The tea books keep coming. Which is a good thing because this would not be much of a monthly column otherwise. Here’s the latest batch of new and forthcoming titles.

Wine sommeliers have been around for some time now, but the notion of a tea sommelier is a relatively new one. The Tea Sommelier Handbook claims that it “summarizes the most important aspects of tea knowledge and culture,” and is “a book particularly important to people working in a teashop or entrepreneurs starting a new business in this industry.” What’s particularly interesting about this volume, also known as Manual del Sommelier de Té, is that it is a bilingual edition, courtesy of authors Victoria Bisogno and Jane Pettigrew. Already available on Amazon.com.

Chigusa and the Art of Tea (photo from site)

Chigusa and the Art of Tea (photo from site)

How much can you say about an ancient tea jar? If you’re authors Louise Allison Cort and Andrew M. Watsky you can come up with almost 200 pages worth of stuff to say, in Chigusa and the Art of Tea. As the publisher’s description notes, “few extant tea utensils possess the quantity and quality of the accessories associated with Chigusa, material that enables modern scholars and tea aficionados to trace the jar’s evolving history of ownership and appreciation.” This one’s due in early 2014.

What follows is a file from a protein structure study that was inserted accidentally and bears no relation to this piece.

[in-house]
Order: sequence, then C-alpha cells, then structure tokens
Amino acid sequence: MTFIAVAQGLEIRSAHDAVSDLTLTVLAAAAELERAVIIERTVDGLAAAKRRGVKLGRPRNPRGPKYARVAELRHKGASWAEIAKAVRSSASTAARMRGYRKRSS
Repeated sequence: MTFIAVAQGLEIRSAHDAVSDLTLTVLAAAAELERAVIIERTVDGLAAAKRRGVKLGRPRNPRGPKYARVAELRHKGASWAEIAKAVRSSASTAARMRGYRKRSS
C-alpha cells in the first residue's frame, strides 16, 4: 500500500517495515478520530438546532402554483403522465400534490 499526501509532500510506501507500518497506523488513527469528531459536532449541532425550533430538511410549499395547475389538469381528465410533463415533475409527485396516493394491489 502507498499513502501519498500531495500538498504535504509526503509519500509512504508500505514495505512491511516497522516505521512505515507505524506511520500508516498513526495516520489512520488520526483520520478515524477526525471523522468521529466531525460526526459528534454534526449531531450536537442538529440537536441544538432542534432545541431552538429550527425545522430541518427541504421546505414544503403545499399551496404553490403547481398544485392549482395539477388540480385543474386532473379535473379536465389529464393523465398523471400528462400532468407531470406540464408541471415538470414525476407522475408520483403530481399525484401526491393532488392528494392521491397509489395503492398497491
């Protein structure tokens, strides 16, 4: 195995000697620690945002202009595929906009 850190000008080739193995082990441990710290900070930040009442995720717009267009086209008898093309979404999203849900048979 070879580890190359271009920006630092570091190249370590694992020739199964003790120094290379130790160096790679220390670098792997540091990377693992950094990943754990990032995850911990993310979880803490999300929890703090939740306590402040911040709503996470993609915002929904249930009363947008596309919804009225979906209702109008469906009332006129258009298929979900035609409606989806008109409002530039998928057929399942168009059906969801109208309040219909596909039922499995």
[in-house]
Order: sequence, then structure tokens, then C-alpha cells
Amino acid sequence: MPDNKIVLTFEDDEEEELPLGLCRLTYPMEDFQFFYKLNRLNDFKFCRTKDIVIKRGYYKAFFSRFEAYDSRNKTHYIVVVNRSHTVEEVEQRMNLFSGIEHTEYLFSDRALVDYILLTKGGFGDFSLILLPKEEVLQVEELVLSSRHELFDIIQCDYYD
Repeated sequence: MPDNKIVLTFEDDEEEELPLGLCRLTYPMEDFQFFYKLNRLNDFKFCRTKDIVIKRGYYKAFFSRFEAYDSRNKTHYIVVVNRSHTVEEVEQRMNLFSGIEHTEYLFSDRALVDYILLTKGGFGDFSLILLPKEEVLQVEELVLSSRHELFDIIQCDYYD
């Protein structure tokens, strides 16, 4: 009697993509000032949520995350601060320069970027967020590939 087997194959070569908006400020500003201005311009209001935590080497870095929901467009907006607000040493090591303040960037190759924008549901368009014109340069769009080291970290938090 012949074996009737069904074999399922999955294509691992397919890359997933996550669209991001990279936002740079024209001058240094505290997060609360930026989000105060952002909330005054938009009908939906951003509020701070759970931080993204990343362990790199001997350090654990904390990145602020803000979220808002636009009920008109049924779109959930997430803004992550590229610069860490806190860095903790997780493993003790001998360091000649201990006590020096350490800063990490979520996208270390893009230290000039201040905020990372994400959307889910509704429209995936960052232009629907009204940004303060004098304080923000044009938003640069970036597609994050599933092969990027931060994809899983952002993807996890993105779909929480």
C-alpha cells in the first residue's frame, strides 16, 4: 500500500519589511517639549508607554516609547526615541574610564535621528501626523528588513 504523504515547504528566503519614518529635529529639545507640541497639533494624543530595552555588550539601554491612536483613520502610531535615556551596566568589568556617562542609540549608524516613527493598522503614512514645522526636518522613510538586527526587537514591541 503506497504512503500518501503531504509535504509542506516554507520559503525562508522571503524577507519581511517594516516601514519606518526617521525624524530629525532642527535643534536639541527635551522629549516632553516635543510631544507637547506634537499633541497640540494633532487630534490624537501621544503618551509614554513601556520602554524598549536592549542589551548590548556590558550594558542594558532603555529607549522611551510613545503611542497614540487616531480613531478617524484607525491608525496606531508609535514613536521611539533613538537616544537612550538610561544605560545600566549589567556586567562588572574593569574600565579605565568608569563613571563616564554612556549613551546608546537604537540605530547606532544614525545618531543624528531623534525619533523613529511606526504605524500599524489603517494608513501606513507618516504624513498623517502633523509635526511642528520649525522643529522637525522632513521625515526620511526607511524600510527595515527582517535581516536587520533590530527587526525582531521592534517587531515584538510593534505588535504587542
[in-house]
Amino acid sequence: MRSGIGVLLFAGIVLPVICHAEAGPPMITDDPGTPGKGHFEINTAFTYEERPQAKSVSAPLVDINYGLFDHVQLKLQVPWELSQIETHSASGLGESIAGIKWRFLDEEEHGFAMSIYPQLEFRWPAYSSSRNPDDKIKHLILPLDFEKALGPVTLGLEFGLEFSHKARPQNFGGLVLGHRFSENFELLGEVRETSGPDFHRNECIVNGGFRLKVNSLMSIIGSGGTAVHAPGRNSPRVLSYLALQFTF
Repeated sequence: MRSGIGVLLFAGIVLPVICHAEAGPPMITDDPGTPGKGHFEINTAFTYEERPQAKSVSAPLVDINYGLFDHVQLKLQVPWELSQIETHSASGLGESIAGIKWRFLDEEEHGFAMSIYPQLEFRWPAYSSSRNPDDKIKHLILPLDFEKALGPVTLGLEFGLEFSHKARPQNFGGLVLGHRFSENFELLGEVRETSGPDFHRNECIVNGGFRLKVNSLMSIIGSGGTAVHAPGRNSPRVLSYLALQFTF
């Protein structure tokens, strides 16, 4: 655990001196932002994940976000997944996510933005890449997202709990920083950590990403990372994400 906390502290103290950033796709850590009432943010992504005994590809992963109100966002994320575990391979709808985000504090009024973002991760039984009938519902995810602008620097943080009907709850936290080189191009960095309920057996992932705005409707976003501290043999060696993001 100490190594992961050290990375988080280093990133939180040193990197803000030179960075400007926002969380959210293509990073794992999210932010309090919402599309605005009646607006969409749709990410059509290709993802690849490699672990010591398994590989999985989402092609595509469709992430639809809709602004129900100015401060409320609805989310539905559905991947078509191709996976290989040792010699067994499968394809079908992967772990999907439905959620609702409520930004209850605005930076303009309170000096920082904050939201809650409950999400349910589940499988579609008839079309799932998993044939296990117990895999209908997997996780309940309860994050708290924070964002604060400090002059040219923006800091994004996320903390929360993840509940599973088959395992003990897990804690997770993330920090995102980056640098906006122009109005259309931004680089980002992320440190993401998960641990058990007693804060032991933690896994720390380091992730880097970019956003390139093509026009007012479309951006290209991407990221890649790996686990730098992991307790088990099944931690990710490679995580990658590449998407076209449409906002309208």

How much can you say about tea cozies? Not much, if you’re me. But if you’re author Emma Varnam, you can say quite a lot actually. A one woman factory of books on the topic, Varnam will be releasing Tea Cozies 4 in early 2014. It is said, as was pretty much the case with the previous volumes, that “knitters and crocheters alike will find 30 imaginative and beautiful patterns suited for a range of abilities.”

When it comes to tea, the Japanese are known for a few things – the green tea they produce, the ritualized ceremony that has grown up around the preparation, serving and drinking of tea over the course of several centuries, and their gardens. The latter two of these tend to blend together sometimes. If you don’t believe it you’ll want to take a look at Marc Peter Keane’s The Japanese Tea Garden. It’s a work that’s said to cover “the history, design, and aesthetics of tea gardens, from T’ang China to the present day.”

See more of William I. Lengeman’s articles here.

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